How do you make it work in terms of work/life balance?

Time management is something I’ve had to work on – at school everything is scheduled for you whereas at work you must manage your own tasks and work. If I’m honest, I’m still working on this now! I had a fantastic tip from Steve Harding, my previous line manager, who told me to bring a diary around with me and write in everything with a deadline – it was great advice. I figured out that having a set to-do list also worked really well. I have a whole Excel spreadsheet with all my tasks written down, estimated deadlines, a comment section so I can remind myself of details later. Without this, I’d flounder between tasks or find myself with very little to do. You have to stick to it, but it’s encouraging to see a list of all the things I’ve managed to cross off.

How have you been supported, and how do you support others?

I’ve mentioned Steve Harding and Duncan Hine, but the Technical Managers team in the faculty have also been really helpful. For example, Darren Roderick, Amanda Simpson and Jude Bramton are all senior managers and good to get advice from and talk to. When I first started work, I was really apprehensive about meeting people in senior roles, but they were all lovely and always up for a laugh. Jude has brought up a few opportunities she thought would really benefit me – for example, there was a Women in Engineering conference focused on female apprentices on the weekend I attended, which I wouldn’t have known about otherwise. They also have their own experiences in Technical Services which they can advise on, such as how to say no to people and how to manage your time, which has helped me. Sometimes I have to say no to requests too and so have had to learn to manage expectations by telling people what I realistically can do by when.

My parents have been really supportive – at first, they were worried that I wasn’t going straight into college, but they helped me to prepare for my interview here. College in my first year was in Weston-Super-Mare and back then I was really disorganised getting myself there so my mum would even get me to the bus station to put me on the bus to make sure I got to college!

What next?

I want to specialise in something – the work in the Flight Research Lab is highly technical, so I am trying to learn as much as I can. As I’ve already been on placement in the lab for two years and have a good understanding of the role, I’d like to become a technician here. Initially, I did have a lot of imposter syndrome whilst learning on the job. I asked a lot of questions and did make a few mistakes, which I’ve tried to learn from. Later on, I became more interested in the area and read around the subject outside of work to develop my experience. I do want to stay with the University as it has a great culture and I wouldn’t want to let that go! From what I’ve heard, industry does pay better, but I’d rather work somewhere where I feel a real sense of teamwork and engagement. There’s also been a lot of drive towards recruiting more women and people from ethnic minorities, which is highly encouraging. One of my goals is to be professionally registered as an engineer – I think it shows a lot of dedication to the role and demonstrates a level of competence.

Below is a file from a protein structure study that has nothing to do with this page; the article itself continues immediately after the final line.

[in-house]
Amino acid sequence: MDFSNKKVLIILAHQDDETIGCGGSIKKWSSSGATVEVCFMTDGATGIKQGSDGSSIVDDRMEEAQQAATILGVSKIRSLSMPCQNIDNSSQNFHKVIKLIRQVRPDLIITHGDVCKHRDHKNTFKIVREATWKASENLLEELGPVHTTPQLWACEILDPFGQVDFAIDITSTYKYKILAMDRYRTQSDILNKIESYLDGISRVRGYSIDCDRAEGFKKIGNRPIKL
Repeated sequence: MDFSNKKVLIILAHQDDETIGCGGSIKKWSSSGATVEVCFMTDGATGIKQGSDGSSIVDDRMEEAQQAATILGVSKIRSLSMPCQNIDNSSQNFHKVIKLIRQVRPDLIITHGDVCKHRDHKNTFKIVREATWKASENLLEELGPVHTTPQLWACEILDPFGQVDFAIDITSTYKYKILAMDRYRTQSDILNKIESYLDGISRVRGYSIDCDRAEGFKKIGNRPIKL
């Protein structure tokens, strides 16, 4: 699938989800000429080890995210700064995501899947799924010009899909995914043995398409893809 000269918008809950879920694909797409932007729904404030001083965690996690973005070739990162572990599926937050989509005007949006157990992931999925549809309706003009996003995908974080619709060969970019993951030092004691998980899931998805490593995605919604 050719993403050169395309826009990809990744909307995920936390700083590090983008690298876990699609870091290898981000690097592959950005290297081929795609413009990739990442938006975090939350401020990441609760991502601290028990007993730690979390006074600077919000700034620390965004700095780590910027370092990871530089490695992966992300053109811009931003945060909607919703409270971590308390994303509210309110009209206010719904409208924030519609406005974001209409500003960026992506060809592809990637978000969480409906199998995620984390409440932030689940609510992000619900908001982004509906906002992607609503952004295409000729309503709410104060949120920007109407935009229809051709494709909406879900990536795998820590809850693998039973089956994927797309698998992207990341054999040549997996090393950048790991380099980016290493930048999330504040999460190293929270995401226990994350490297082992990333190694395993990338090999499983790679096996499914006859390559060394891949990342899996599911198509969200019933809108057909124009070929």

What advice would you give people considering a similar career?

Although it’s written off easily enough, the most important work you can do is in improving your soft skills – time management, organisation, and your self-confidence, to name a few. Going in straight from school, I wish I’d put more work into these skills from the start. You need to be more self-sufficient and work on your work-life balance. One benefit to being on an apprenticeship is that you get a lot of support from mentors, other apprentices, etc. and it’s important to take advantage of that.

It’s good to talk to people who are more established in their jobs and have a lot of experience. The machinists downstairs in the workshop have a wealth of information and I like to ask them questions. They give me good advice and tell me about other jobs they’ve done or their experiences from working in industry. People are really inclined to help you out and there’s a good culture of offering advice and sharing knowledge.

For me, I identified that I enjoyed science and IT, and it was important for me to find a career in STEM. It did take a lot of poking around to find something which was right for me, though I knew that only going to work or college simply for the sake of it wasn’t what I wanted. An apprenticeship gives you the best of both worlds – both work and study!

How do you think the CV19 period will change your role or workplace?

The labs are definitely quieter than usual, but there are some positives – I’m meeting a lot more with my manager and other people in the organisation. You don’t have to sort out a room or worry about being late, because there’s a lot of flexibility with video calls. It’s much easier to tune into meetings from your desk then have to excuse yourself from your office or lab for an hour or two. For example, there’s a session for BAME staff next week which I’m planning to attend. Before, I wouldn’t have had the opportunity to go to before, as I might’ve been too busy or felt guilty about leaving my desk for something which wasn’t directly tied into my lab work.

I’ve also had a lot of time to tie up loose ends with projects which have been sat on the backburner for a while, and it’s nice to have a thorough tidy-up. We’re now starting to pick up where we left off and seeing how to make it work with reintroducing people back into the lab.